“El Pastor”, a book by journalists Francesca Ambrogetti and Sergio Rubin that was recently published in Argentina, is the result of several interviews with the Pope on the most important and urgent issues of the Church, from politics to economics, from reforms in the Roman Curia to threats to the ‘common home’.
By Benedetta Capelli
From ‘El jesuita’ (the Jesuit), written in 2010, to ‘El Pastor’ (the pastor), a book which has just been published in Argentina: Francesca Ambrogetti, former head of Ansa in Argentina; and Sergio Rubin, of the daily paper El Clarin, return to the figure of Jorge Mario Bergoglio. In their first book they gathered together the reflections of the Cardinal Archbishop of Buenos Aires, whereas in this second, the approach concerns the magisterium of Pope Francis, as well as the challenges faced in the ten years of his pontificate and future prospects such as “revitalizing the proclamation of the Gospel, reducing Vatican centralism, outlawing paedophilia… and fighting economic corruption”. A programme of governance, he emphasises, that aims “to execute what was declared by the cardinals in the general congregations on the eve of the conclave”.
The book consists of nineteen chapters and a prologue signed by Pope Francis, in which he writes, “I must acknowledge one virtue in Francesca and Sergio: their perseverance”. The journalists offer an analysis of the magisterium through periodic interviews conducted over 10 years. Many topics are covered: from migration to the defence of life, the impact of the reforms of the Roman Curia, and the abuse of minors. On this last point, Pope Francis emphasises that his pontificate “will largely be evaluated by how he has dealt with this scourge”.
Then, he speaks about marriage and the family, the threatened “common home”, the “female genius”, and “careerism” in the Church. Concerning homosexuality, Pope Francis emphasises that to “those who have suffered rejection by the Church, I would like to make it known that they are people in the Church”.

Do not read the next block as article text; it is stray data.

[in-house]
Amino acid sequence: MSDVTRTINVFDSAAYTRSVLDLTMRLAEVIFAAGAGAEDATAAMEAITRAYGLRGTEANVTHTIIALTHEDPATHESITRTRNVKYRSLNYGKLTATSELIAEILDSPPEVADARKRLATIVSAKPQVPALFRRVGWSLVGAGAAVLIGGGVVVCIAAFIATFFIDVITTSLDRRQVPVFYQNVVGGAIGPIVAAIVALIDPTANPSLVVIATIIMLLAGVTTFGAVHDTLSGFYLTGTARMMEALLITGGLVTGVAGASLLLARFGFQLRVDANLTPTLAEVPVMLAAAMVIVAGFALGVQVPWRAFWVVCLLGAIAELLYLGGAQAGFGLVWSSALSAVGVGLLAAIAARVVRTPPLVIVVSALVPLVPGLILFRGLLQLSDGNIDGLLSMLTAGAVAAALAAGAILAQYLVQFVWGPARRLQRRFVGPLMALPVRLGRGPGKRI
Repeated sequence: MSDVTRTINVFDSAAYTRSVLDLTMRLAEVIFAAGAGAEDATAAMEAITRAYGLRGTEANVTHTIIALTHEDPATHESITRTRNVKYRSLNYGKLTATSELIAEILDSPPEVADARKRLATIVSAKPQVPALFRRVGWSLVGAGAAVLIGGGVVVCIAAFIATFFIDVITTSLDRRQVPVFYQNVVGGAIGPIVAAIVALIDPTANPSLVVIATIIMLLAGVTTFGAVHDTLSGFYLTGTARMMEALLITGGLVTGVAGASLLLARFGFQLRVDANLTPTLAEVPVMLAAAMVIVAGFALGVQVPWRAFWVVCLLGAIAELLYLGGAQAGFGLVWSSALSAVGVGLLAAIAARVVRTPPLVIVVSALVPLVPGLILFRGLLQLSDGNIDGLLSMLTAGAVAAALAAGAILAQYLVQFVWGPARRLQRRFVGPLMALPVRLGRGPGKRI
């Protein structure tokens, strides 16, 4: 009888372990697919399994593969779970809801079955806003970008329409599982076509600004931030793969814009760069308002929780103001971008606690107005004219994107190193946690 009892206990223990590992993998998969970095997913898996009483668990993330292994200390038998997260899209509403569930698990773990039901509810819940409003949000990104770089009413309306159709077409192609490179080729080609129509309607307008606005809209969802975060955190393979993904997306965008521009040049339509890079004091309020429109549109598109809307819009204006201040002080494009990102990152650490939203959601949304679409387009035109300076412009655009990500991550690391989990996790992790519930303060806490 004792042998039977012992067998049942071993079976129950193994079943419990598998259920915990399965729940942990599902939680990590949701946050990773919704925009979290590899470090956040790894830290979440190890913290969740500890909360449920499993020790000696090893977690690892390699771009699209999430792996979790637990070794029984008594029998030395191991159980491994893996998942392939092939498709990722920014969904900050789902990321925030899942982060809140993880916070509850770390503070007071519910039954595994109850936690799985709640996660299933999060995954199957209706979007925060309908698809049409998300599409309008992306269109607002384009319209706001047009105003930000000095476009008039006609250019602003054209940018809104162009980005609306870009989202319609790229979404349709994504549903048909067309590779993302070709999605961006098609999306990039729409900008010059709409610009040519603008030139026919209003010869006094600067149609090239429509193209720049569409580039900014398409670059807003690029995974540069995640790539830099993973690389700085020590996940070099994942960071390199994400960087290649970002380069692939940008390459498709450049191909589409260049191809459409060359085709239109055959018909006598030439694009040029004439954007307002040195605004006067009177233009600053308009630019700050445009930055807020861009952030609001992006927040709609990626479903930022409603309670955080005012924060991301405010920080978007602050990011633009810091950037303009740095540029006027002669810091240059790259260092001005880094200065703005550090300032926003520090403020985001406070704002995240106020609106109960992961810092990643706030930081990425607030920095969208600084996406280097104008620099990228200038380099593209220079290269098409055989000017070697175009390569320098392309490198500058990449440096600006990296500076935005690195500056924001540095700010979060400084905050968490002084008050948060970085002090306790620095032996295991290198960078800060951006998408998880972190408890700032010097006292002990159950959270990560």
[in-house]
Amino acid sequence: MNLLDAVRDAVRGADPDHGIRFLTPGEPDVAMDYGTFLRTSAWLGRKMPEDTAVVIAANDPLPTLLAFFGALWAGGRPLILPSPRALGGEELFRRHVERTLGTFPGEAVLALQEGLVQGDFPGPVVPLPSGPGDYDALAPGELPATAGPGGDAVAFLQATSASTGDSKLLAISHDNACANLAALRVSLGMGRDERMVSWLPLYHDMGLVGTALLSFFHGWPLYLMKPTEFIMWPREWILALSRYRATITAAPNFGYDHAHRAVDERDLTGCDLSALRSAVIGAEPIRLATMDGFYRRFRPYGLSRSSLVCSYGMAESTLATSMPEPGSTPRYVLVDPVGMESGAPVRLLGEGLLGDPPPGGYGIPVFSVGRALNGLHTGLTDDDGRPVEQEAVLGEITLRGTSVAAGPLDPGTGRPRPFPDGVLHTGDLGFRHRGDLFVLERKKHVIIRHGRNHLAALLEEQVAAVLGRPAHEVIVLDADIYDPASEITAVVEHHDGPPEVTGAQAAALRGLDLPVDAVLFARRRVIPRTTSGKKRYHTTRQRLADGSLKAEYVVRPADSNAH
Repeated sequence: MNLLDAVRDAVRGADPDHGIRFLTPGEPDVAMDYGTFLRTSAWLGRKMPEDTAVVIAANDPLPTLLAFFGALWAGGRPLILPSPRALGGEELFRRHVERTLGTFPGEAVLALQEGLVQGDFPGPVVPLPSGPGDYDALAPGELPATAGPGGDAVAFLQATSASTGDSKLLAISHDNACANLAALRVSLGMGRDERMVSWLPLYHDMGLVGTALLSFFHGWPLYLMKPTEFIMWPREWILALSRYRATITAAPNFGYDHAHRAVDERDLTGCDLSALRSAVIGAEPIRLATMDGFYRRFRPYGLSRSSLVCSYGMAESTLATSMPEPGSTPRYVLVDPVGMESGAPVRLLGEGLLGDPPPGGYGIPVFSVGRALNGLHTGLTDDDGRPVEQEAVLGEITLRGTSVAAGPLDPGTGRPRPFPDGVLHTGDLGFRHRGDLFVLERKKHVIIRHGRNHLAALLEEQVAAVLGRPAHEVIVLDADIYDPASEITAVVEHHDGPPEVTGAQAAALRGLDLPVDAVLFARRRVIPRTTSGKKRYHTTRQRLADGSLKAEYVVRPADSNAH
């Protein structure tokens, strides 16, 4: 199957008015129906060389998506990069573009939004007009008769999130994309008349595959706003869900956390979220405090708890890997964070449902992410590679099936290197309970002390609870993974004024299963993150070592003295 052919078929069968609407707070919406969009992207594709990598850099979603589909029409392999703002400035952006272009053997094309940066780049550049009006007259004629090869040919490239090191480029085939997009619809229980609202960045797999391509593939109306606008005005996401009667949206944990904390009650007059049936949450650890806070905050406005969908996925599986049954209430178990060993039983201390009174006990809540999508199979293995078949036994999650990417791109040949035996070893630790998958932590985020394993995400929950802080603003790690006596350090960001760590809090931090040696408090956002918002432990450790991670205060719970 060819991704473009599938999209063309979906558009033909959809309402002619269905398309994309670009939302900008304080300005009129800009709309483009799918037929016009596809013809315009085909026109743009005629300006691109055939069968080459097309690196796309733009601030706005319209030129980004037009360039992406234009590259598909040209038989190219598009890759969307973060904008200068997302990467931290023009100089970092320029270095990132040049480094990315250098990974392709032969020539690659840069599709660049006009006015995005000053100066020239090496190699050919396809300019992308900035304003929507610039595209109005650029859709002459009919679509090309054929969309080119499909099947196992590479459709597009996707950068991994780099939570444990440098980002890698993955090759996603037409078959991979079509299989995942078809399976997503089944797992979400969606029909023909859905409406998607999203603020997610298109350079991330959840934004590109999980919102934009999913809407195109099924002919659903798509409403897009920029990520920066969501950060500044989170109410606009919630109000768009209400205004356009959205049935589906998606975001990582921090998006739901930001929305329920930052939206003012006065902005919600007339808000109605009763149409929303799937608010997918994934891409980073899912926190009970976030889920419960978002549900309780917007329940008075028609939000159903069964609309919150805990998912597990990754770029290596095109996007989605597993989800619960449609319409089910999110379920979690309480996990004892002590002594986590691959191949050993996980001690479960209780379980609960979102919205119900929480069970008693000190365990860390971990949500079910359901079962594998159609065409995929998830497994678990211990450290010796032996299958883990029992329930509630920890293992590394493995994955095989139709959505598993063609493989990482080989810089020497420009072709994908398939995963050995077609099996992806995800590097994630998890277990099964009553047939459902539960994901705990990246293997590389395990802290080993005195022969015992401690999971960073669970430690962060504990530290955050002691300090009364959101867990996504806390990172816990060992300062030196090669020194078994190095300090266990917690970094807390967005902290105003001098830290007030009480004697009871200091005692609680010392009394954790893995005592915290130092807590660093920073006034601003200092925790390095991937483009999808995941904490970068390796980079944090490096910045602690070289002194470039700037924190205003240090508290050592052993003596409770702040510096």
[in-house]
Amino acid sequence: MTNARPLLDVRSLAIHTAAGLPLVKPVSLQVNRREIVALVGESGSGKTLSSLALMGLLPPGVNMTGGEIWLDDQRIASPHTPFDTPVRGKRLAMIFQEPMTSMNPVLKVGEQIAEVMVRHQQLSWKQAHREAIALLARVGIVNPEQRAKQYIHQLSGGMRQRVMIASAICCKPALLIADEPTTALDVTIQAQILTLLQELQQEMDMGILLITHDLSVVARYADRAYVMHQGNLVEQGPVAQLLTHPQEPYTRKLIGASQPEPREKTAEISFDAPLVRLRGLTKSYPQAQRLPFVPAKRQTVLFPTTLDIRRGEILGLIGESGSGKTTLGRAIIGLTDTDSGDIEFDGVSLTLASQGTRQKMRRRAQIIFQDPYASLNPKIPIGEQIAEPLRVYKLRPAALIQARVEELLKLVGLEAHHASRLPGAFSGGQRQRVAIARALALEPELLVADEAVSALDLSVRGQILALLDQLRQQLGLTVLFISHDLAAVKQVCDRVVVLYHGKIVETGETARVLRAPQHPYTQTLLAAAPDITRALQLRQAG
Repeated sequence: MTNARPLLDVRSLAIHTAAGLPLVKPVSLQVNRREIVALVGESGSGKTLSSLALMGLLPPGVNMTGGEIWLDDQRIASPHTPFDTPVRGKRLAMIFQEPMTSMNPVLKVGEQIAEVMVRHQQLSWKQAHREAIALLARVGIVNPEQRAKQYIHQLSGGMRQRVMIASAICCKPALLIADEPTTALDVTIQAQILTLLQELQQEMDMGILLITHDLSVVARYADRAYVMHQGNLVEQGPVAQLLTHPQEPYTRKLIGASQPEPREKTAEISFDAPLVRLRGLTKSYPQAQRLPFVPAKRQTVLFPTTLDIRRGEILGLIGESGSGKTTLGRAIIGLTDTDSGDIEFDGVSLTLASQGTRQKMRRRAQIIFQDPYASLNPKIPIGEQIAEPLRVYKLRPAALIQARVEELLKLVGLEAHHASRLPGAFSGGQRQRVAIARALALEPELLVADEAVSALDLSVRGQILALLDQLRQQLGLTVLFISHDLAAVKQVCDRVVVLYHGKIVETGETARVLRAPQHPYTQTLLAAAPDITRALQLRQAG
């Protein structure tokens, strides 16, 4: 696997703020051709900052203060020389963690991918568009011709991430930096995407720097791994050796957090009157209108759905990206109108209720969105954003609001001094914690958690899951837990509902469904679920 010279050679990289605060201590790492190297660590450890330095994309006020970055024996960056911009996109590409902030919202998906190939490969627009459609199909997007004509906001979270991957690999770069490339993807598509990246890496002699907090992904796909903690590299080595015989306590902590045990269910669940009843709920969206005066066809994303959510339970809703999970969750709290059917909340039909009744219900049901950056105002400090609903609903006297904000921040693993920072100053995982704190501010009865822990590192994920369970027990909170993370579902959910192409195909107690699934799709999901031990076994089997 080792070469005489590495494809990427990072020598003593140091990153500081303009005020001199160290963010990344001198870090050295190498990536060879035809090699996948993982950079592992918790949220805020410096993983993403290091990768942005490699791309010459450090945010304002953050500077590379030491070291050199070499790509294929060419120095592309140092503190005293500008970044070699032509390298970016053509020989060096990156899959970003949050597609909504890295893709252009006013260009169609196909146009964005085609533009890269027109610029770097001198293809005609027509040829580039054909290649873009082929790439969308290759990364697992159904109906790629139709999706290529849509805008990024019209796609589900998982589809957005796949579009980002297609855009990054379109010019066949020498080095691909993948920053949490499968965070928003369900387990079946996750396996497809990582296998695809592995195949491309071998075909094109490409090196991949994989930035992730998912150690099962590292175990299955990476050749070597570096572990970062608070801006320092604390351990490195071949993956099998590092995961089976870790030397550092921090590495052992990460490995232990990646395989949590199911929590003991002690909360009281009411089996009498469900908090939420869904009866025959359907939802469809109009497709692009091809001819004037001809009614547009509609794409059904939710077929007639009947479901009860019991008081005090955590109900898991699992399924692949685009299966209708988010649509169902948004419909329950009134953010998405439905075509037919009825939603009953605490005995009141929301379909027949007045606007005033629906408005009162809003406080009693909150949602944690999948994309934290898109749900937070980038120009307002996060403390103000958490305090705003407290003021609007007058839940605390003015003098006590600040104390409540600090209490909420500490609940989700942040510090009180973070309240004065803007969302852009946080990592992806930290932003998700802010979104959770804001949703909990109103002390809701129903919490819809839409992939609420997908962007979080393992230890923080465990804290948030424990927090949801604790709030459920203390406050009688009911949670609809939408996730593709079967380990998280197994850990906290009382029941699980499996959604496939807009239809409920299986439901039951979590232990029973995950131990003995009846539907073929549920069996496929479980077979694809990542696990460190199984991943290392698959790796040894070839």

The Gospel to convert a mentality
Politics is one of the central themes of the book. “Yes, I engage in politics”, the Pope replies, ‘because everyone must engage in politics. And what is politics? A way of life for the polis, for the city. What I do not do, nor should the Church do, is party politics. But the Gospel has a political dimension, which is to transform the social, even religious, mentality of people” so that it is directed to the common good.
Another important theme concerns the economy. Pope Francis reiterates that the beacon to follow is the Social Doctrine of the Church, that he is not condemning capitalism, but that it is necessary, as John Paul II indicated, to follow a “social market economy”. Today, he adds, finance prevails and wealth is less and less participatory. “What we can all agree is that the concentration of wealth and inequality have increased. And that there are many people starving.”
Clarity in Vatican finances
Pope Francis then dwells on the Vatican’s financial affairs, defending the good faith of the “vast majority” of the Church’s members. “But it cannot be denied,” he says, “that some clerics and many, I would say, false lay ‘friends’ of the Church have contributed to misappropriating the movable and immovable patrimony, not of the Vatican, but of the faithful”.
Referring then to the affair of the London property, he emphasised that it was precisely in the Vatican that “the suspicious purchase” was detected. “I rejoiced,” says the Pope, “because it means that today the Vatican administration has the resources to shed light on the ugly things that happen inside”.
With regard to State-Church relations, he says he defends “the secularity of the State, not the secularism that, for example, does not allow religious images in public spaces”.
Ready to go to China
Concerning Argentina, the Pope emphasises that “accusations of Peronism are a commonplace” and calls on trade unions to defend the dignity of workers and their rights.
He also maintains that his intention to travel to the country “remains valid”. ‘It is unfair to say I don’t want to go’.
Regarding the agreement between the Holy See and China, the Pope says he is aware of the problems and sufferings, showing himself willing to go to the Asian country “tomorrow, if it were possible!”
The Church is not a ‘mail-order’ mother
The Pope finally confesses to having had crises of faith, which were overcome with God’s help. “In any case,” he adds, “a faith that does not put us in crisis is a faith in crisis. Just as a faith that does not make us grow is a faith that must grow”.
Concerning the Church of the future, he explains that closeness is the key to everything. The Church is a mother, and I do not know any mothers ‘by correspondence’. The mother gives affection, touches, kisses, loves. When the Church is not close to her children because she is busy with a thousand things or communicates with them through documents, it is as if a mother communicates with her children by letter”.